Vision for an independent organisation to represent UK landlords20:18 PM, 16th September 2018
About A week ago 63
Property investors who want to help their children by gifting them a home can face a tax and financial nightmare.
One of the big worries is what happens to the home if the child has a failed relationship.
Several factors need considering:
Capital gains tax
Although transfer between husbands and wives who live together are CGT exempt, transfers to other members of the family are not. Gifting a property is one of the triggers for the tax – paid at 18% on the gross gain if you are a basic rate taxpayer (20%) or 28% for higher rate taxpayers (40%).
CGT rules say transfers within the family are treated as a open-market value transactions regardless of the value agreed by the giver and receiver.
If the value of the property exceeds stamp duty thresholds, then the person receiving the gift has to pay this tax if the property has a mortgage of £125,000 or more.
The gift is likely to be a ‘potentially exempt transfer’ or ‘PET’ that means no IHT is due providing the person making the gift lives seven years from the date the property was handed over.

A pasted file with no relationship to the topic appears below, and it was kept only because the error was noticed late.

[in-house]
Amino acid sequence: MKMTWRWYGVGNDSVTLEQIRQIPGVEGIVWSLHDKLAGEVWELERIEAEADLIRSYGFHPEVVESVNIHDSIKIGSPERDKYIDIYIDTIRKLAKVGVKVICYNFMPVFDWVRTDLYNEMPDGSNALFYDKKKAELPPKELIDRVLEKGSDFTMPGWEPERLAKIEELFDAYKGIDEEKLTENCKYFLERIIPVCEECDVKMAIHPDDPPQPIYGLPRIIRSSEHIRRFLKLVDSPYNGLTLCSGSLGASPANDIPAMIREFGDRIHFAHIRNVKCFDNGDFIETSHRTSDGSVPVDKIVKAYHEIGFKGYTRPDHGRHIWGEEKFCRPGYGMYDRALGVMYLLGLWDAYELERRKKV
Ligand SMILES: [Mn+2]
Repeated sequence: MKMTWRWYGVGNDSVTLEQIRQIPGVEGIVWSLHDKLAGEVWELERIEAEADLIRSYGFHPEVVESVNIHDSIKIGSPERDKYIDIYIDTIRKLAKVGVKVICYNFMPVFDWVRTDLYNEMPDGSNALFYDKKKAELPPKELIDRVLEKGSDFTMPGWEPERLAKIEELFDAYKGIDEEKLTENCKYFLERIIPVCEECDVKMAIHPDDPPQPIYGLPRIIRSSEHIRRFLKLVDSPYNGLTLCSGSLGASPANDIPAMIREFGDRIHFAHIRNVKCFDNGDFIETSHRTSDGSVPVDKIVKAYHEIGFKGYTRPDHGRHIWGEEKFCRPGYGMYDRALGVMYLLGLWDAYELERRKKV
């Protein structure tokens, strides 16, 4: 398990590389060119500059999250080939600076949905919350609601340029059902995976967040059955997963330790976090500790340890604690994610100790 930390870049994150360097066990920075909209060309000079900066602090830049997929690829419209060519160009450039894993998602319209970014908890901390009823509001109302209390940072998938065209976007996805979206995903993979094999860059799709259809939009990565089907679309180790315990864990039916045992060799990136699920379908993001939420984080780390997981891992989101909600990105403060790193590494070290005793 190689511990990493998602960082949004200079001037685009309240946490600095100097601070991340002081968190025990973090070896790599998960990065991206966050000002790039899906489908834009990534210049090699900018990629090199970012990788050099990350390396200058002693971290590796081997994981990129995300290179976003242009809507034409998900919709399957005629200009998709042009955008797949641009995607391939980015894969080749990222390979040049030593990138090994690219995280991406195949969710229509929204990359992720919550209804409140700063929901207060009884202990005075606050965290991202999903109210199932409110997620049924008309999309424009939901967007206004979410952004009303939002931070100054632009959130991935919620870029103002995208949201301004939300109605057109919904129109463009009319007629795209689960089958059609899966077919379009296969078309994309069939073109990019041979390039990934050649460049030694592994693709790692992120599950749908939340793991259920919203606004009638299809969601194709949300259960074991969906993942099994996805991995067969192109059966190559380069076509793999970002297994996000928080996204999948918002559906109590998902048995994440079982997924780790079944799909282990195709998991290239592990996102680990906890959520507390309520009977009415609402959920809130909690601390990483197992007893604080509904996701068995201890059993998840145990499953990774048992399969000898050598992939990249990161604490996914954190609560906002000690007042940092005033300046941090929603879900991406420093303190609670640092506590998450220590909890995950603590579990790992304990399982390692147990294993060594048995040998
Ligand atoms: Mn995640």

If the giver dies before the seven years are up, IHT is paid at a discount rate depending on the number of years since the gift.
One of the problems is transferring homes that generate rental income. Often the giver wants to retain the income while transferring control of the asset.
This undermines any tax planning because a genuine gift is unconditional and the person making the gift must give up any benefit from the property.
That means any rents go to the new owner, who has to account for them to the taxman.
Gifts in trust
Putting the property in to trust can help protect the gift if a child has a broken relationship, but this can still involve possible CGT and IHT liabilities.
If a property with a mortgage is transferred, you need to talk to the lender about the transfer of title.
Take professional advice if you are considering handing over a home to your children – and remember that the same rules apply to other valuable possessions, like art, antiques, jewellery and cash as well.
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